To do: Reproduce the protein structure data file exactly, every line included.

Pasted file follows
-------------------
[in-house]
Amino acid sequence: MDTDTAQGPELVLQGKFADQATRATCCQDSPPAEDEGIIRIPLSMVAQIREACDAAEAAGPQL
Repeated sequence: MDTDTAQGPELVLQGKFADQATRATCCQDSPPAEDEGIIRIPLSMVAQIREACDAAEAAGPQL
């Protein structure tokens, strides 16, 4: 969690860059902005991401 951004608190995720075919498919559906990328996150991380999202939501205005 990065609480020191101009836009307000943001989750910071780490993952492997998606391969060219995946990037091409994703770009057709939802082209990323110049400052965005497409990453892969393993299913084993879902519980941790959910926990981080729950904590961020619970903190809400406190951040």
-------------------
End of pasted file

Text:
[in-house]
Amino acid sequence: MDTDTAQGPELVLQGKFADQATRATCCQDSPPAEDEGIIRIPLSMVAQIREACDAAEAAGPQL
Repeated sequence: MDTDTAQGPELVLQGKFADQATRATCCQDSPPAEDEGIIRIPLSMVAQIREACDAAEAAGPQL
């Protein structure tokens, strides 16, 4: 969690860059902005991401 951004608190995720075919498919559906990328996150991380999202939501205005 990065609480020191101009836009307000943001989750910071780490993952492997998606391969060219995946990037091409994703770009057709939802082209990323110049400052965005497409990453892969393993299913084993879902519980941790959910926990981080729950904590961020619970903190809400406190951040």